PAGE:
Spanish-Speaking Country Presentations
1 The Hook
2 Direct Instruction
Create a web page link with multiple student presentations loaded. Include presentations from both PowerPoint, Prezi, and other Web 2.0 tools. Discuss the differences between linear and non-linear presentation tools. Next, introduce the assignment: Create an interactive presentation on a Spanish-speaking country of your choice. Include the following information: 1. Background Information 2. Important points of interest and tourist sites 3. Government information 4. Geographic location, description, and images 5. Culture (holidays, religion, language, activities, etc). You must include an MLA 7th edition bibliography of all your research sources, images, and videos
3 Guided Practice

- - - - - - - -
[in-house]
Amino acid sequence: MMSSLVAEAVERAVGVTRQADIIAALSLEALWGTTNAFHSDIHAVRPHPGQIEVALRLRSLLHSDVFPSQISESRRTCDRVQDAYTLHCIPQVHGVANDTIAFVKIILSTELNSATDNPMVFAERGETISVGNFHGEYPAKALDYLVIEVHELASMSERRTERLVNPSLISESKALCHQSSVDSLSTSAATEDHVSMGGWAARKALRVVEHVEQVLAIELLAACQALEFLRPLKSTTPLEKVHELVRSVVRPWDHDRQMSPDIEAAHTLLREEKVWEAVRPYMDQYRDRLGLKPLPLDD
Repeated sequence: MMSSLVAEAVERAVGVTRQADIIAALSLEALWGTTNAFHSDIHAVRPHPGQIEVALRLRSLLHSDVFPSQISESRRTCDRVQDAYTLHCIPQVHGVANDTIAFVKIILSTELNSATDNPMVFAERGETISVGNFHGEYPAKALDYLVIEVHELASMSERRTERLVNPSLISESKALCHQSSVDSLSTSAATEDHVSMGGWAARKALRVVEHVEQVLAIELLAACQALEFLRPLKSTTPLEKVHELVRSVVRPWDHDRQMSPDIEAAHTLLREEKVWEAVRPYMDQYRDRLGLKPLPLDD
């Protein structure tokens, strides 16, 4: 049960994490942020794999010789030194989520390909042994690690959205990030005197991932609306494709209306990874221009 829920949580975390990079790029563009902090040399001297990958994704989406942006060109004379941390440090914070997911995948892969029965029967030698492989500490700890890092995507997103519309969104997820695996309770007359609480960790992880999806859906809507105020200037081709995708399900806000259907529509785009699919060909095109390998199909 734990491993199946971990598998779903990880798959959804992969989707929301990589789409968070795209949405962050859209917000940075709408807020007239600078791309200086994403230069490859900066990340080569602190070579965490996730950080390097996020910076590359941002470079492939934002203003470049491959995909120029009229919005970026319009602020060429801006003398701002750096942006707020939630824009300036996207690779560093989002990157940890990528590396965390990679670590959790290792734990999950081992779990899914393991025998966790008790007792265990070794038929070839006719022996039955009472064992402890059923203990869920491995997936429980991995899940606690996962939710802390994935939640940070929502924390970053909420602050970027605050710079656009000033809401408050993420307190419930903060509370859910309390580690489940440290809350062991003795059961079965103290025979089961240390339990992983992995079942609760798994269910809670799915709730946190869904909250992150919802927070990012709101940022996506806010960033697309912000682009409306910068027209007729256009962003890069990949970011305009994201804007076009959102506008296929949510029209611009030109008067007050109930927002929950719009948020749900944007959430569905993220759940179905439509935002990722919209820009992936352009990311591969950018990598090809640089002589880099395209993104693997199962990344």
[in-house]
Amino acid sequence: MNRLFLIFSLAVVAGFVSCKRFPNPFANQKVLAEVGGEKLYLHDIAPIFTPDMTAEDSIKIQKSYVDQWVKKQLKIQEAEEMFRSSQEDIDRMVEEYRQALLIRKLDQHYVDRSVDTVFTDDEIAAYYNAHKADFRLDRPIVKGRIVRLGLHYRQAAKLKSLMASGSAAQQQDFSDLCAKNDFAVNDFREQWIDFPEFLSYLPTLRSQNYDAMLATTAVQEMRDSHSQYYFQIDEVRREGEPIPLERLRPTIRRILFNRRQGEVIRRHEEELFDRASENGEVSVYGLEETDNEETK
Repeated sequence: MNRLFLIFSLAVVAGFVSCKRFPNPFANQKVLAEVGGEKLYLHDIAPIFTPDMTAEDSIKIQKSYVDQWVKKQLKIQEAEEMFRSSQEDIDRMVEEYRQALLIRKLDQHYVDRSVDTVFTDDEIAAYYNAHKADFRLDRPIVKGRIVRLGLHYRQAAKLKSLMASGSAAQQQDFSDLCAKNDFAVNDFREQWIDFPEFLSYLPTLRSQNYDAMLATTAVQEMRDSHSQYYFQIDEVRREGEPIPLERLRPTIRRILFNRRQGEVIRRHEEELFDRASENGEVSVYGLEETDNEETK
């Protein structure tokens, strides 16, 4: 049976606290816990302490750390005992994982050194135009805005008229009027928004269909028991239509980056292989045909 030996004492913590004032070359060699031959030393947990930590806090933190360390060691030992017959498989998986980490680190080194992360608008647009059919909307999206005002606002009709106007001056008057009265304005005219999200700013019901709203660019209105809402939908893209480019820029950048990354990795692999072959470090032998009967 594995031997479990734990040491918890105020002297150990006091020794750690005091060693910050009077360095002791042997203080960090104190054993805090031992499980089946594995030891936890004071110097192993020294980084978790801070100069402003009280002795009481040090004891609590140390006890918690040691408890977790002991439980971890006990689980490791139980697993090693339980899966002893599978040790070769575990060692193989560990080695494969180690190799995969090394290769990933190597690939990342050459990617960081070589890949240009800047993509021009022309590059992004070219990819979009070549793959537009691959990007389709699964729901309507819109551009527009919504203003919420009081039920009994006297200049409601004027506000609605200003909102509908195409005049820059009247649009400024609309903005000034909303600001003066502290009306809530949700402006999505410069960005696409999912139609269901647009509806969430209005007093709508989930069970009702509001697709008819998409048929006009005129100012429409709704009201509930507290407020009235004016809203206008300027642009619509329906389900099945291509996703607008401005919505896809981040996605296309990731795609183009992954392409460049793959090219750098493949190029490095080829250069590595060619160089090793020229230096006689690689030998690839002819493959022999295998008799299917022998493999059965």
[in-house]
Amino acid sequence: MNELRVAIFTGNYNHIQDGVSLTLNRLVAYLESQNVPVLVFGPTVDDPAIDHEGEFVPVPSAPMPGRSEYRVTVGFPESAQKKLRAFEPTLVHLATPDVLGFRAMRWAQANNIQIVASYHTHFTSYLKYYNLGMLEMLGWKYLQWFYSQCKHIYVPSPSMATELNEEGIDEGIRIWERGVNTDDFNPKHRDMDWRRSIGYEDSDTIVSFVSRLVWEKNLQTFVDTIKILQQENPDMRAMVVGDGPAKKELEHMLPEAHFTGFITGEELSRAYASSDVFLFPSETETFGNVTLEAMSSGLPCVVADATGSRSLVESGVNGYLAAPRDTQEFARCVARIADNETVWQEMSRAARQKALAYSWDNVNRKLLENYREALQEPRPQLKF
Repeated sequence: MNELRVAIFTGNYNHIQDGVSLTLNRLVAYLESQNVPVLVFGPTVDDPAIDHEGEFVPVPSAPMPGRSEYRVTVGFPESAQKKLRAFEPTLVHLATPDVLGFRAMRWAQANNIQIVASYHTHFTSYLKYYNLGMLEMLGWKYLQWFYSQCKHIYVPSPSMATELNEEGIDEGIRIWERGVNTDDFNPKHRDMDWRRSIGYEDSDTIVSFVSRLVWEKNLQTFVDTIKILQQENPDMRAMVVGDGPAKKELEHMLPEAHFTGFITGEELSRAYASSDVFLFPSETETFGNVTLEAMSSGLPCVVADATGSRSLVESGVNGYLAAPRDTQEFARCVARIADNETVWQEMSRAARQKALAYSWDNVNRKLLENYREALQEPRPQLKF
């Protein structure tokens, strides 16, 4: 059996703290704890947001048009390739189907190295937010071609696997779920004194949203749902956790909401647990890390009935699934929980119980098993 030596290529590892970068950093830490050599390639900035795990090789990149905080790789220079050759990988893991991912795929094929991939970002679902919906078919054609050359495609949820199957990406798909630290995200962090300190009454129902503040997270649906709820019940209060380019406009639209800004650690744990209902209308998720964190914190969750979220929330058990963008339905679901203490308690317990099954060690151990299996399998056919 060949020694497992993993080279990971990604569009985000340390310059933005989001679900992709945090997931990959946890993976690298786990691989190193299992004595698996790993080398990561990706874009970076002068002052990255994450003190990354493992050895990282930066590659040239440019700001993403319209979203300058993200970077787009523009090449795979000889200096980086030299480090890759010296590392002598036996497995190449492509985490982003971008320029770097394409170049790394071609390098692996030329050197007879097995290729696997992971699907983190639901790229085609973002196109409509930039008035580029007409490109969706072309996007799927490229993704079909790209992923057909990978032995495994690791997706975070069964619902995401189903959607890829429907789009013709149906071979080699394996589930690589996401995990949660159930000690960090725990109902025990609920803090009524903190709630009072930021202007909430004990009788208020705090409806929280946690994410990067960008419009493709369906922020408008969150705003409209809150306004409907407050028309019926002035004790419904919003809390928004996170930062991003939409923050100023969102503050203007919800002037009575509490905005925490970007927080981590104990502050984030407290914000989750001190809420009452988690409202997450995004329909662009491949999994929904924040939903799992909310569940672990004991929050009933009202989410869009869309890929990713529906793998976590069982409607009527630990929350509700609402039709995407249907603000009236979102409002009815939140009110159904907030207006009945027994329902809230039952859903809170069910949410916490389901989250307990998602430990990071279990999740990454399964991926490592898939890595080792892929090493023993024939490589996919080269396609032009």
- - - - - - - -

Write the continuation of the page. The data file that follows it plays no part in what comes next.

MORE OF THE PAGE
On the first day, bring your class to the library and work on computer workstations. Assist students with creating their free educator accounts. Follow these instructions: To Create a Free Student Account: 1. Go to http://www.prezi.com 2. Scroll to the bottom of the page and select Get Started 3. Bottom right, select Students & Teachers 4. Select Edu Enjoy>Continue 5. Complete the information using the school webpage www.maclay.org and wait for the activation email. You MUST use your school email address not your gmail To Get Help: https://prezi.com/support/article/steps/get-started-with-prezi/?lang=en After you log in to Prezi, the top menu allows you to Explore (other prezis), Learn & Support, see all of your prezis, or Start a New Prezi The basics of Prezi: Basics: Zooming Around Tool: appears on the right side and allows you to zoom in or out and return to Home. You can also use the mouse scroll bar for zooming. Remember that Prezi is a nonlinear blank canvas, so the Home button will be very useful in a large presentation Transformation Tool: Adjusts, rotates, moves, changes items Frames: A way to group or organize ideas or paragraphs together (for example, you could use frames to separate a country’s geographic information from travel features) The Customize Button: Brings up a right sidebar that allows you to change the background color/image, use template designs, or select a Layout (a layout is similar to a PowerPoint slide template) Insert Button: Insert images, shapes, directional arrows, YouTube videos, background music/audio, etc. • Images: Remember to cite any image you find on your own. If you use the image search button, all of these images have copyright allowance for reuse. • YouTube videos: Be sure you insert the correct link for the video. Once you find a video you can use, simply scroll down and find the Share link and copy/paste the url. Live web urls: This is not very effective in a presentation because it goes outside the prezi, but you can use a text box and insert a complete url for a hyperlink. Paths: Paths allow you to set up the order of your presentation. Simply select the Edit Path on the left path toolbar. You can add a path to individual frames and then select an animation with the frame if you like, simply by clicking on the frame. Templates: Be very careful when using templates that they support the type of information/presentation you need. They can be hard to edit and customize so a blank presentation usually works best. Allow students to create a simple Prezi about themselves first, so they can explore the features and tools.